After an individual executes a Last Will and Testament, where should it be kept for safekeeping purposes? Clients sometimes assume the attorney who prepared the Will is going to file it with the local Probate Court office. However, this is generally not the case, as there is no requirement that a Will be filed with the Probate Court during the lifetime of the testator (person who signed the Will). Most people just store their Will in a safe place in their home.

Persons who rent a safe deposit box frequently choose to store the original signed Will in their box, to avoid the need to replace it if their residence were damaged or destroyed by fire or flood. If that option is used, it would be wise to let the personal representative nominated in the Will know where the document can be located in the event of the testator’s death, and to consider whether that person’s name should be added to the safe deposit box to facilitate their access.

Under Michigan law (MCL 700.2515), an individual may voluntarily choose to deposit their Will with the Probate Court after it is signed. In that event, the Will is placed in a sealed envelope bearing the person’s name, place of residence, and social security number or Michigan driver’s license number. The Probate Court office will charge a $25.00 fee for retaining the Will. (MCL 600.880c) After deposit and during the testator’s lifetime, the Will may be delivered back only to the testator, or to another individual who has been “authorized by the testator in writing that is duly proved by the oath of a subscribing witness.”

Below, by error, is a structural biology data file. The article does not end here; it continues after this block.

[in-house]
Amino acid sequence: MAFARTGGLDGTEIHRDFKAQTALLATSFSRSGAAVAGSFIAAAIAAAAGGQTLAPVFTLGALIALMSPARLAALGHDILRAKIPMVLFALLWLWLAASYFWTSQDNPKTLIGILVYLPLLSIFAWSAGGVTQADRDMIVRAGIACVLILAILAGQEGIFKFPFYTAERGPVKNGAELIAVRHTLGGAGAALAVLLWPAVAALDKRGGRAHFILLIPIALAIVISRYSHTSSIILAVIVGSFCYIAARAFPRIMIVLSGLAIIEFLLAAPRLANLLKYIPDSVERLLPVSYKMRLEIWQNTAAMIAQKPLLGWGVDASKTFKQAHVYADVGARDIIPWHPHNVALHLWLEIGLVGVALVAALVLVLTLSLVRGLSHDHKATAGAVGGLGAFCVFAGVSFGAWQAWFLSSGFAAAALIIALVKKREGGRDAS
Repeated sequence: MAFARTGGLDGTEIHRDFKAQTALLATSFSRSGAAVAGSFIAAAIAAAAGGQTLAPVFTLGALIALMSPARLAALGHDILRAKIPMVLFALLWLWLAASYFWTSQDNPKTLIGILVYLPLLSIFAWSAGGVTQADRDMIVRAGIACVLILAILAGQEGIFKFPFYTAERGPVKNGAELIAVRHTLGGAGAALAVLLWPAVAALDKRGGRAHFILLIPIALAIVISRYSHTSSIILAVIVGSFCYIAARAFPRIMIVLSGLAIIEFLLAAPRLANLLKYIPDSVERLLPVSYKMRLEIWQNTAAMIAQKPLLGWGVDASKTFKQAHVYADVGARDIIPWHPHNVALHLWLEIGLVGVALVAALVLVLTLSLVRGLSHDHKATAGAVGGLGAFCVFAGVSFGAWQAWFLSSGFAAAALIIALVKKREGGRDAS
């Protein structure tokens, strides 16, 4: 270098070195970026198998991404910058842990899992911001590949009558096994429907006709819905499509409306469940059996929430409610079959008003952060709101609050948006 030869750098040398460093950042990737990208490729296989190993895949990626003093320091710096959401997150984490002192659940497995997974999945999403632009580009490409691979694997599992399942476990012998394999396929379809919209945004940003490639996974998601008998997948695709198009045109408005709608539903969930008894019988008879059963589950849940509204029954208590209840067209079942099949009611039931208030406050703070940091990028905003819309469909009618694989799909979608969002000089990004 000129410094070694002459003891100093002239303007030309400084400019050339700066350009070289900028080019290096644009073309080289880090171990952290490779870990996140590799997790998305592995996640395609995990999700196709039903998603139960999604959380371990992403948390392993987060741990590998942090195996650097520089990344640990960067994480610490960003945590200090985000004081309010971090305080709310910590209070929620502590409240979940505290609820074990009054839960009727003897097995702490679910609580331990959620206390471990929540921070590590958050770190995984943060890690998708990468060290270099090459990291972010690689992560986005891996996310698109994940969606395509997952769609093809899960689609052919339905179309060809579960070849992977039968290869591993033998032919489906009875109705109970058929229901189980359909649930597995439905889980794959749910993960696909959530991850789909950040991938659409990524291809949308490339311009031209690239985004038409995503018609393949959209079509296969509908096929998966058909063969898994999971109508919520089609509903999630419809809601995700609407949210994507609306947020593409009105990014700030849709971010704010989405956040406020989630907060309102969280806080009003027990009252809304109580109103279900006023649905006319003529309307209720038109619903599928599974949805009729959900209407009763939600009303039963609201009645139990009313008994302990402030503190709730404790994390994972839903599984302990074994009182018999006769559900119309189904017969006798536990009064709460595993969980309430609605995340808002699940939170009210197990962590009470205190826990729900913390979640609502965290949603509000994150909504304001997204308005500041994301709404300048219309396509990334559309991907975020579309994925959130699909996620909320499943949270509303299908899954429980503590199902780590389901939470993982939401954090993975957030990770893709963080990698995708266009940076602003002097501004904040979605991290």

After the death of the testator, when a copy of the death certificate is presented to the Probate Court office, the individual’s Will is publicly opened and retained by the Court. Upon proper request, the Court may be forwarded by registered mail to a court in another county where the testator resided at the time of death.

If a Will was not filed with the Probate Court for safekeeping during the testator’s lifetime, a person who has custody of a deceased individual’s Will or Codicil (will amendment) is required to forward it to the appropriate Probate Court “with reasonable promptness” after the testator’s death. (MCL 700.2516) Generally, this is understood to mean within about 30 days after date of death. Under the statute, a person who neglects to do this without reasonable cause may be determined liable for damages sustained by their neglect; and a person who willfully refuses to deposit a decedent’s Will, after being ordered by the court to do so, may be found in contempt of court.